• Locking the SE itself by issuing a reset command to the controller applet. In later iterations of Google Wallet, the controller applet is installed with card-locking privileges. Following Global Platform, when card is placed into “locked” state, no application other than card manager can be selected. This too is a fully reversible state. In fact it happens by-design during wallet reset, with over-the-air commands from TSM relayed to the SE for unlocking during the next time wallet is initialized.
  • “Bricking” the secure element.** Global Platform-compliant cards typically have a feature designed to defend against brute-forcing card-manager keys. Too many failed authentication attempts will result in permanently locking up the chip. (Note this is authenticating to the card itself to manage all of its contents, as opposed to authenticating to one particular applet such as NFC payments, which can be deleted and reinstalled.) Since a failed authentication is defined as INITIALIZE-UPDATE command not followed by a successful EXTERNAL-AUTHENTICATE, malware can simply loop on the first to run up the tally.


To summarize then: contrary to speculation on FakeID affecting NFC payments, there is no easy remote attack for getting sensitive financial data out of the embedded secure element, much less for conducting unauthorized transactions. (And that’s assuming was something present in SE worth stealing: Google Wallet no longer relies on secure element hardware for payments. Unless Sprint, Samsung or another enterprising OEM launch new NFC wallets, the hardware will lie dormant.) That said, there are legitimate denial-of-service concerns, including permanently and irreversibly locking up the secure element in a way that most consumers can not easily recover from.


** Bricking appears in quotes above because the chip does not quite get TERMINATED as defined by Global Platform. For example NXP SmartMX goes into a “fused” state when the failure count exceeds the limit. Existing applets can be selected and will continue to function, however no new applications can be installed/deleted going forward. This is much better than a true “terminated” state, although it is still of greatly diminished utility for the user.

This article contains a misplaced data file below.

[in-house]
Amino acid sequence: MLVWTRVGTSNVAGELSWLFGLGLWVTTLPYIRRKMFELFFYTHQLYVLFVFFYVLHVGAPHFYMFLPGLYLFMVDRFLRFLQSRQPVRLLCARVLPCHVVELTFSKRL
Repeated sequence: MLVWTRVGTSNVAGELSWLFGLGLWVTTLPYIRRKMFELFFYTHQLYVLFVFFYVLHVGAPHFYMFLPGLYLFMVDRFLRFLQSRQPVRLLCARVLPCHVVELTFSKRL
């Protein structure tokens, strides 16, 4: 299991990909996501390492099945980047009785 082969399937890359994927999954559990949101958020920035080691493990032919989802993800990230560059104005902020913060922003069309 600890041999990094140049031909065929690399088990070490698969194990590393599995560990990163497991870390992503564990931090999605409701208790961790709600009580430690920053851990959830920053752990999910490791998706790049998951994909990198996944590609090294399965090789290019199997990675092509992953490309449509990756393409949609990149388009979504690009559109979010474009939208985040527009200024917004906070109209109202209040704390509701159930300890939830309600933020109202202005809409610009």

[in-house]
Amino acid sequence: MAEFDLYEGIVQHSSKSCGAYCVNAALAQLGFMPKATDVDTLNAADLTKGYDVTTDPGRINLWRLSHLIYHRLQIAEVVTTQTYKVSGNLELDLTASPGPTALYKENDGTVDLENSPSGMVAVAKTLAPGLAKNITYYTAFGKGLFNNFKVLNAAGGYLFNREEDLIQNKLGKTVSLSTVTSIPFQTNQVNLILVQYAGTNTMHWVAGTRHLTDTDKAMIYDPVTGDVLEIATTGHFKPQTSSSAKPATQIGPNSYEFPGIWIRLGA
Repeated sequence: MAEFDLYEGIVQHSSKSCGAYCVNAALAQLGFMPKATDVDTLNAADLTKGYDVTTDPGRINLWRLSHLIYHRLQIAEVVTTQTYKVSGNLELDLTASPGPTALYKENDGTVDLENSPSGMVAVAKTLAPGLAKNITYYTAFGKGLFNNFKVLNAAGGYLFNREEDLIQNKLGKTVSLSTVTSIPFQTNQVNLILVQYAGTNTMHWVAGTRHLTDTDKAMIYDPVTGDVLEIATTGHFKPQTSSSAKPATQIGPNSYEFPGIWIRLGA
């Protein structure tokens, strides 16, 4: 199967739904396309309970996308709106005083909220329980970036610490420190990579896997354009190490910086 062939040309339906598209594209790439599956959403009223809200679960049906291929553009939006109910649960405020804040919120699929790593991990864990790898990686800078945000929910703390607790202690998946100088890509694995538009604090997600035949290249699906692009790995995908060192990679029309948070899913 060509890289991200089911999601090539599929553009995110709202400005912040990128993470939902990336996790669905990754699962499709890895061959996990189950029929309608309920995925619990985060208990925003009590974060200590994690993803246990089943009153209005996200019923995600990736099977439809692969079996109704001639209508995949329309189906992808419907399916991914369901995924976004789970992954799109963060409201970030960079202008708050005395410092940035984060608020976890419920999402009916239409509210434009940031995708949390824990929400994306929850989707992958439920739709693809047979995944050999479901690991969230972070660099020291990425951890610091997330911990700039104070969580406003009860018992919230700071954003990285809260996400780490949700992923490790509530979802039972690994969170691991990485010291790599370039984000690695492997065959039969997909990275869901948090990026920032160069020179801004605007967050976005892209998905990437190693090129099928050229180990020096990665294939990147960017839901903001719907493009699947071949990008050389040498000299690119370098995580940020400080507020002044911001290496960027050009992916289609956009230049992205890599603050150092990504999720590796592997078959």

2 thoughts on “FakeID, Android NFC stack and Google Wallet (part IV)

  1. I don’t get how FakeID can help the attacker. Is it about tracking a victim by knowing where she tried to use the credit card?

    On DoS, the SE running JCOP on GW v1 protected the CardManager with a delay after 10 failed auth attempts. The delay was not endless, but provides means to protect the DoS over contactless interface (if someone stands always very close to you for half hour, you probably get suspicious). At the end the SE will get into TERMINATED state (fused state is from JCOP pre-personalization, something different and not used in mobile).

    With GP 2.2 the new JCOP3 supports, the options are much better for mobile environment, ie the CardManager and any other application can be configured to be accessible only over contacted interface.

    • Yes, the approach described here involves tracking a victim’s transaction history by installing a wallet controlled by attacker on SE. (It is not a very realistic scenario for the reasons noted earlier but theoretically possible. It also fails to achieve the claimed outcome of FakeID in “access financial information” since victim’s credit cards are not involved.)

      About DoS: in the FakeID scenario, requests are coming over contact interface from local malicious app. The delay provides another defense because Android NFC stack will time out any SE operation after 30 seconds. Once delay exceeds that, SE is reset and operation does not complete. So the counter never reaches the threshold over contact interface. (At least in FakeID scenario where access still goes through NFC stack. Malware with root privileges could access NFC controller directly and bypass that 30 second timeout)

      Thank you for correction on fused state. It was incorrectly believed that the Google Wallet configuration would go into this state rather than proper TERMINATED when failure-count against ISD key is exceeded.